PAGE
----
The cumulative incidence of nonrelapse mortality was 32% for those receiving a double CBT compared with 36% in those who received a single CBT, at 3 years (P = .89). The authors also observed that leukemia-free survival was 53% after a double CBT and 39% after a single procedure (P = .09).

Recipients of a double CBT also had an increased risk for grade II to IV acute GVHD (hazard ratio [HR], 1.23; P = .005), but a lower incidence of relapse (HR, 0.74; P = .01) compared with those who received a single CBT. Multivariate analysis also showed that leukemia-free survival was improved after a double CBT compared with single CBT recipients (HR, 0.67; P = .04).

Second and Third Remission

The median follow-up in patients transplanted in second and third remission was 11 months for double CBT (n = 116) and 22 months for single CBT (n = 174) recipients. Neutrophil recovery was similar between the 2 groups (85% vs 83%; P = .57). As with patients in first remission, the incidence of acute GVHD was higher in those who received a double CBT, at 33% and 17% (P = .003), but not chronic GVHD, where it was 32% and 29% (P = .64), respectively.

The authors noted that the cumulative incidence of nonrelapse mortality at 3 years was similar for the 2 groups (34% vs 36%; P = .47). The same was true for relapse incidence: 31% and 33% (P = .68). Unlike patients in first remission, the 3-year leukemia-free survival was similar between recipients of double and single CBT (35% vs 31%; P = .48). After adjusted multivariate analysis, neutrophil recovery, acute and chronic GVHD, nonrelapse mortality, relapse incidence, and leukemia-free survival were not statistically different between the 2 transplant groups.

Leukemia-Free Advantage

The study showed that for patients in first remission, double CBT had a higher overall leukemia-free advantage, commented Karen Ballen, MD, clinical director, Leukemia Program, Massachusetts General Hospital Cancer Center, in Boston. She was not involved in the study.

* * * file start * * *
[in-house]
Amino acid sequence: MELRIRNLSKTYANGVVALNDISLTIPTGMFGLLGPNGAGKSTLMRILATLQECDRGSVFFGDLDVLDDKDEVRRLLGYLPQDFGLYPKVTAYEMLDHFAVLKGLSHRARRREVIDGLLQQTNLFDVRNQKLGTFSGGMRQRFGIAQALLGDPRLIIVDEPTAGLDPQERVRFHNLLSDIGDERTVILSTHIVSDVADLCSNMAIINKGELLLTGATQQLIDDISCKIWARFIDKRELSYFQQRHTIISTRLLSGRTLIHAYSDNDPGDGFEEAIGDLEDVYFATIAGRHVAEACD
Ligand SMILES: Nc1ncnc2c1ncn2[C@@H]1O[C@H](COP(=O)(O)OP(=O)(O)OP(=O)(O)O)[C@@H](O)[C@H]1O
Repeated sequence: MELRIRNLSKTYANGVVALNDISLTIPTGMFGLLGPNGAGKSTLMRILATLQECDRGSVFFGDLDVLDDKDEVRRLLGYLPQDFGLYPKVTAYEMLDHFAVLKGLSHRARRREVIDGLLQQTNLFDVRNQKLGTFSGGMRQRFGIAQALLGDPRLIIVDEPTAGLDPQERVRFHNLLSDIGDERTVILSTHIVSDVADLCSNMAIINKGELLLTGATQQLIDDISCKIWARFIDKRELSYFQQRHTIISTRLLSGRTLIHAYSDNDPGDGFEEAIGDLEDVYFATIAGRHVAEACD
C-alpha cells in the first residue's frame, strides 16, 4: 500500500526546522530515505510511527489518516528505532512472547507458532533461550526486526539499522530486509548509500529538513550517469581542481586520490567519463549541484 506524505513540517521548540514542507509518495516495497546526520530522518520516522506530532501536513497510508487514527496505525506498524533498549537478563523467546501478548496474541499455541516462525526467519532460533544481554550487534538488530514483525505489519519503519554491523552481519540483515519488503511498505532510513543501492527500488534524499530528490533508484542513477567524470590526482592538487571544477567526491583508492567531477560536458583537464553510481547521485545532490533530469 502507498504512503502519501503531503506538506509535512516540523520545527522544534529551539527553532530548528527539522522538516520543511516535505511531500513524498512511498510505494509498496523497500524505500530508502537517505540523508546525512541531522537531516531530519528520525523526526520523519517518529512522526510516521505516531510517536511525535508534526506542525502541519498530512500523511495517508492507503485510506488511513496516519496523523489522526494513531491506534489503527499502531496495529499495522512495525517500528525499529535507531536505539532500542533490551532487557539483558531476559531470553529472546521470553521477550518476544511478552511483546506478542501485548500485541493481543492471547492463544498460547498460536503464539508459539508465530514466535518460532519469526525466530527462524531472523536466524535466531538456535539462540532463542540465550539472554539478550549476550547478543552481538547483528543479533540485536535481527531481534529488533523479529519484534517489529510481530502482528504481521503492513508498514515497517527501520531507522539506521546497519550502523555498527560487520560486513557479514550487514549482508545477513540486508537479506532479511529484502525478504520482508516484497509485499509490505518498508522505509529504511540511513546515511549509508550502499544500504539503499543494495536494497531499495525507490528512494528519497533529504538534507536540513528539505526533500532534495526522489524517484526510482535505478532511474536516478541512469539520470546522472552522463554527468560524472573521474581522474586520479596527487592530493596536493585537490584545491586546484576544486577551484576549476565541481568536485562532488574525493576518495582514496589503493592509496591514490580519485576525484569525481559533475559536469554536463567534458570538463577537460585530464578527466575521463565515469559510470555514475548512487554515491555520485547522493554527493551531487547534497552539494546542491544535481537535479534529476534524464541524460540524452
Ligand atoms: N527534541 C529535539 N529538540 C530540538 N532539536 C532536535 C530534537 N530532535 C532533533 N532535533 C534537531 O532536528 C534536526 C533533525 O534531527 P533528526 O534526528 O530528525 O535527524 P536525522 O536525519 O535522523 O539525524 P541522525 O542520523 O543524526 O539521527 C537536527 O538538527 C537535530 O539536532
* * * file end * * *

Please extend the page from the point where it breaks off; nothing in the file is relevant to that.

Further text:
"For patients with more advanced disease — those in second and third remission — this advantage was not observed," she told Medscape Medical News in an interview. "While the reasons for this are not clear, it may be that these patients don't do as well in general. So it may be more difficult to see a benefit."

Dr. Ballen also noted that single CBT was initially used in children, but recovery tended to be more delayed in adults. Although it depends on size, double CBT is more commonly used for larger patients. "We tend to use double [CBTs] for adults in the United States," she said. "American patients tend to be larger than those in either Europe or Asia."

This is an important study because it suggests that the nonrelapse mortality was similar between the 2 options, noted press conference moderator Armand Keating, MD, vice president of the American Society of Hematology and professor of medicine, director of the Division of Hematology, and Epstein Chair in Cell Therapy and Transplantation at the University of Toronto, in Ontario, Canada.

"But leukemia-free survival may be superior, and the way we need to address this is with randomized trials," he added. "There are currently 2 that are ongoing: 1 in the United States and 1 in Europe."

The study was supported by European and French grants. The authors have disclosed no relevant financial relationships.

American Society of Hematology 52nd Annual Meeting: Abstract 910. Presented December 5, 2010.